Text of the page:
Can you progress without being a manager or a trainer?
The key issue is to realise that if teachers really don’t want to be a manager or a trainer that there are still opportunities for growth or development. So, this part will primarily look at what they can do if they feel management or training is not for them. It is written for both teachers and managers who need to support teachers in their career choices, even if their choices are different from your own, meaning not everyone wants to be a manager or a trainer.
Developing as a teacher
One way of developing expertise is to get exposure to other contexts and classes. This might mean asking your current academic manager to assign different classes to you in the next academic year or leaving your current employer and working for someone else.
Although this is covered in the point above, teaching different levels might also extend and develop your expertise. If you have been teaching Cambridge First for two or three years, then teaching Cambridge Key, Preliminary or Advanced might give you greater insight into how learners develop across different levels.
Using teacher frameworks to plan and plot your own development is another idea. It means that you don’t have to necessarily change level or contexts, but can reflect on your own teaching in a more guided manner. I have used the Cambridge English Teaching Framework and the British Council Continuing Professional Development (CPD) Framework for teachers. Don’t use it as way to measure where you are, but rather as a road map to identify areas where you can increase your expertise.
Examining is another area that allows teachers to develop their assessment literacy and awareness. While the better-known exams such as IELTS and TOEFL often require proficient users as examiners, exams such as the Cambridge YLE (Young Learner English) do not require this and it is an opportunity for teachers with lower proficiency to also get involved in examining. There is a lot to be learned from examining and being part of a team of examiners that meet annually for standardisation and certification or just increasing your professional network as your contacts increase to include other examiners.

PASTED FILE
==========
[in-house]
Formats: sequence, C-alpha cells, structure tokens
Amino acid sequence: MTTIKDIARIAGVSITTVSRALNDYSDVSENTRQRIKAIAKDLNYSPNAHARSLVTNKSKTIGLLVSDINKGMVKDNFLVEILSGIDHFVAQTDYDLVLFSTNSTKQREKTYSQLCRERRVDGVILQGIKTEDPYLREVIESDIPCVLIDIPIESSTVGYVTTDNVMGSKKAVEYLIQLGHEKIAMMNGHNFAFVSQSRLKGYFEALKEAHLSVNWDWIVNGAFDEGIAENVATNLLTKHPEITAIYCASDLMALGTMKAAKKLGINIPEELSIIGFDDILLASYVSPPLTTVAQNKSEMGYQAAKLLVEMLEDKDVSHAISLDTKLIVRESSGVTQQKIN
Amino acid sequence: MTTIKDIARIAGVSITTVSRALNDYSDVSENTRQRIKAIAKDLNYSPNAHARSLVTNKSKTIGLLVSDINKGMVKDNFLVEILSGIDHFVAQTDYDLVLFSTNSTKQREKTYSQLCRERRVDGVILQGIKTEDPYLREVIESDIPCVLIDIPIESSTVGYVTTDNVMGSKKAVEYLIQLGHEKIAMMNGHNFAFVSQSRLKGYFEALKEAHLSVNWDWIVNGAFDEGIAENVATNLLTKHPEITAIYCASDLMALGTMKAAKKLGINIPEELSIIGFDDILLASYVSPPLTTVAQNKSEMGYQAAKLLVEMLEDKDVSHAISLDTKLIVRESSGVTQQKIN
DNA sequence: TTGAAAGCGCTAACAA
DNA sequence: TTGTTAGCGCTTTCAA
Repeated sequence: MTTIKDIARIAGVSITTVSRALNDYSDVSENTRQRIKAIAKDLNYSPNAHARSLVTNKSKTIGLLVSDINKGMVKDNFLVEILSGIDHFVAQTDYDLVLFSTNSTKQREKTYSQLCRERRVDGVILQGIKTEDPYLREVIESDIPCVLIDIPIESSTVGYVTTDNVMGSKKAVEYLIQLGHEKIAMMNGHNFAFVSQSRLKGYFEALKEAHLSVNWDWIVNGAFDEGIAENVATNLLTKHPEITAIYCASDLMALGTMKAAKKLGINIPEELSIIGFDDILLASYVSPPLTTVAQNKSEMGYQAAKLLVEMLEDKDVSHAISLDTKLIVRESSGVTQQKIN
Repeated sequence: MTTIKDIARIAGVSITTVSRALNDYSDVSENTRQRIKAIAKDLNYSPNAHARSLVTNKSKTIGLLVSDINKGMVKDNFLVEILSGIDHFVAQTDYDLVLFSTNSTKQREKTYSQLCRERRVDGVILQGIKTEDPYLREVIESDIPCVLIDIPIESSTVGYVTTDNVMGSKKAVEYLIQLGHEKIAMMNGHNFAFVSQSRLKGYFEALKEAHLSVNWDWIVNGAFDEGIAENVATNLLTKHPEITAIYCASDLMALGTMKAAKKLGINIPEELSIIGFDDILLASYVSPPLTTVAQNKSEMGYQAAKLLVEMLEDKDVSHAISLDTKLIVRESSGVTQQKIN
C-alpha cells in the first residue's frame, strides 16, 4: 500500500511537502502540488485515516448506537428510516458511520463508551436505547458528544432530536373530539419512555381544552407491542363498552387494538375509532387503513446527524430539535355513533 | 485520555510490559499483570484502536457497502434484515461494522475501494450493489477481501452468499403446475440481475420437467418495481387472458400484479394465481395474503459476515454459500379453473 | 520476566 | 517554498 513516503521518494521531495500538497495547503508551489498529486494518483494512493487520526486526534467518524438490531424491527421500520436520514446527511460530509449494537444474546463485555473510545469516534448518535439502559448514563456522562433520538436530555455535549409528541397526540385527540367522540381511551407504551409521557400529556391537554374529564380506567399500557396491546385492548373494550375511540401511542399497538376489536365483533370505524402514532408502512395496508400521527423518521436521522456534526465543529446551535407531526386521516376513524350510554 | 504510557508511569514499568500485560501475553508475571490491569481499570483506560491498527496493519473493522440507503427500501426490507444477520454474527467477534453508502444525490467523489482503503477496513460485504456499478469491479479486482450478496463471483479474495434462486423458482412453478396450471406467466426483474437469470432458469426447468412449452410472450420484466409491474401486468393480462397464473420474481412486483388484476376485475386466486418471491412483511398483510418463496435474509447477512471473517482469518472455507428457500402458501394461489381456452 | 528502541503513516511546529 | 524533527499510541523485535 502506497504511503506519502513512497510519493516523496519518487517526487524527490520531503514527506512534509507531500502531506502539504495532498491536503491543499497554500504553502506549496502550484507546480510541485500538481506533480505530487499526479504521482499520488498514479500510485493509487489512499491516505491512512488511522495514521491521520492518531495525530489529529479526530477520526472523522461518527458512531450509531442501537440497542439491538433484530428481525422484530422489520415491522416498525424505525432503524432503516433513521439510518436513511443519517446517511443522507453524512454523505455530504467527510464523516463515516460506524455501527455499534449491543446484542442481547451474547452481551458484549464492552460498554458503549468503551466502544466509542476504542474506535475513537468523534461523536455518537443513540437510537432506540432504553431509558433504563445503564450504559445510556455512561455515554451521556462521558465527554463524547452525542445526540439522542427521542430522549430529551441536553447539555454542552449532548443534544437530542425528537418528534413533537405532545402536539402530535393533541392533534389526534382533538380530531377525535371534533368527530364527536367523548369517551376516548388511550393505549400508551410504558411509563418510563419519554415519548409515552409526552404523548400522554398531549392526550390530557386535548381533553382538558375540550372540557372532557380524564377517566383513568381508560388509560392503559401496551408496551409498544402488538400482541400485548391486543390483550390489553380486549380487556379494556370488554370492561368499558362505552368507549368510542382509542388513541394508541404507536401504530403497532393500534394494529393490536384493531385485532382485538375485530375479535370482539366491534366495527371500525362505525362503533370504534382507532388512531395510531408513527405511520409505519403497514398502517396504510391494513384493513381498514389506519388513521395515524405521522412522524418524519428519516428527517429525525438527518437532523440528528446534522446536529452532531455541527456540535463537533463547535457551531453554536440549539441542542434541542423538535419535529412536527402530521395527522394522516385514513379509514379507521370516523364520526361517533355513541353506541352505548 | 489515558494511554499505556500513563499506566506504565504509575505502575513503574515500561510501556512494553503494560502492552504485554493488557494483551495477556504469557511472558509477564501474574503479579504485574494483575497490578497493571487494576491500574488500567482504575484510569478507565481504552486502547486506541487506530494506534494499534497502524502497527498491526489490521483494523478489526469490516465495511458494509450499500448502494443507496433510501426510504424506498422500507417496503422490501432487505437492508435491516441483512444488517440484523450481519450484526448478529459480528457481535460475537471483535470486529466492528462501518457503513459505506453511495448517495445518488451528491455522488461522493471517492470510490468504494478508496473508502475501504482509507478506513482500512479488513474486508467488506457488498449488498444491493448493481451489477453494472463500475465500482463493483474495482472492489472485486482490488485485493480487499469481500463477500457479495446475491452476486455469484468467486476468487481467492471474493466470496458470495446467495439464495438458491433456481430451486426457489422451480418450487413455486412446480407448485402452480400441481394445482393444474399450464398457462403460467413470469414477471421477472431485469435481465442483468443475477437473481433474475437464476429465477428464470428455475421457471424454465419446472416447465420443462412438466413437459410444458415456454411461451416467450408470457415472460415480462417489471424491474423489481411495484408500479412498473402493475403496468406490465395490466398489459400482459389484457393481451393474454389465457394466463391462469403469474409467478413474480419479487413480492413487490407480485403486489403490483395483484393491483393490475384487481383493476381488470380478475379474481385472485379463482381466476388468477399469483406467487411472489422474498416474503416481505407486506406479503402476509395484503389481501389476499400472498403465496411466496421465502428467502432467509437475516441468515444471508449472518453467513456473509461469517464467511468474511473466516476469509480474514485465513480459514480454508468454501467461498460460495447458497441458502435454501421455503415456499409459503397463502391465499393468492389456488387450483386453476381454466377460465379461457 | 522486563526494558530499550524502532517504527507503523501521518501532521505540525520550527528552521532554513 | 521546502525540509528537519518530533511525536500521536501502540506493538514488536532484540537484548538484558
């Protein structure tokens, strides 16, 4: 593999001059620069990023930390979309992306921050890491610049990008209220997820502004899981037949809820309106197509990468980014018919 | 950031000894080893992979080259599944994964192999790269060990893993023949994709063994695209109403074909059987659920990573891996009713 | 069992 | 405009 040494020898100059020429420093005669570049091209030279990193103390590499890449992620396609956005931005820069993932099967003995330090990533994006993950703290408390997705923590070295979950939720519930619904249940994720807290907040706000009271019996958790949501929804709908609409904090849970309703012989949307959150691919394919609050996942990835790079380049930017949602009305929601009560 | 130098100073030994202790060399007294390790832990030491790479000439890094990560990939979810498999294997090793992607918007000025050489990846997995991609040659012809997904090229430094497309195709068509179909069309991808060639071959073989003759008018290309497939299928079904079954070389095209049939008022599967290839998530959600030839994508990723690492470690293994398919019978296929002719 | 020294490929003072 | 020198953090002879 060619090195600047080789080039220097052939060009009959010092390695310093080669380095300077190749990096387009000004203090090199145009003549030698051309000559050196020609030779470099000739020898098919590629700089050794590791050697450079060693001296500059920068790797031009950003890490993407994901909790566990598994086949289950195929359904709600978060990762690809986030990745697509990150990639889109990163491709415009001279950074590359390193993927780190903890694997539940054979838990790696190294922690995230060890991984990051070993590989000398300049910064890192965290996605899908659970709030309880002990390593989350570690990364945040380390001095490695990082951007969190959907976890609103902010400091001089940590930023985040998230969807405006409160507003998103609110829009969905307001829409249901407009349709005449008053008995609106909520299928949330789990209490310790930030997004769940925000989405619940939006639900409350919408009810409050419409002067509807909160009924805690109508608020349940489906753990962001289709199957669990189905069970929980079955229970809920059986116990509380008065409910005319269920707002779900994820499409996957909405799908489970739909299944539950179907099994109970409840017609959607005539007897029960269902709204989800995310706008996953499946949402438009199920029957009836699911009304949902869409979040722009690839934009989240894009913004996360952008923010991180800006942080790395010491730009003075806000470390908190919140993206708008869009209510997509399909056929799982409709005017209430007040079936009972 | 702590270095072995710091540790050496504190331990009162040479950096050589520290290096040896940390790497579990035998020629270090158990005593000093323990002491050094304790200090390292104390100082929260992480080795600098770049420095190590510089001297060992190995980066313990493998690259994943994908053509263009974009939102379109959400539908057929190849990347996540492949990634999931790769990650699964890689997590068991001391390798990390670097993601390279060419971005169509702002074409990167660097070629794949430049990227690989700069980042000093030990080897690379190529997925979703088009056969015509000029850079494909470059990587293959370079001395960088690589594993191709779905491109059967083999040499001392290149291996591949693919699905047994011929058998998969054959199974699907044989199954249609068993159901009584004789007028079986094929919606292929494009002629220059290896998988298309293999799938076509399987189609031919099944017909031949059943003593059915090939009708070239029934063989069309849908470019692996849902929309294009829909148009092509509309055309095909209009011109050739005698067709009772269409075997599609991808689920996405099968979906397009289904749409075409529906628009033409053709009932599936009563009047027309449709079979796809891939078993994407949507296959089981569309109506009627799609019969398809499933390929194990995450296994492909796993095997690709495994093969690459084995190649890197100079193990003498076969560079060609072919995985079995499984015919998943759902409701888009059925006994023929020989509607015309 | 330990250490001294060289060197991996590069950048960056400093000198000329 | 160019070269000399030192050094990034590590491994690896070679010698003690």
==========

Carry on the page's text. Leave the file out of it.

My top three
The following three are my favourites, mostly because while I was a full-time teacher, these were the three things I got the most benefit and satisfaction from.
3. Action research
Number three on my list is action research. It really helped me gain greater insight into how my practice influences results for my students. I am putting it at number three mostly because when I started, it was extremely intimidating, and I didn’t know how to get started.
Nowadays, there are more resources available online like the British Council’s A Handbook for Exploratory Action Research and a range of articles from English Teaching Professional as well as Modern English Teacher with lots of practical tips on how to get started and exactly what the process is.
I only discovered the book Doing Action Research in English Language Teaching by Anne Burns (2009, Routledge) years after I started action research, but it has been invaluable in how I coach others to do action research.
2. Writing for teacher magazines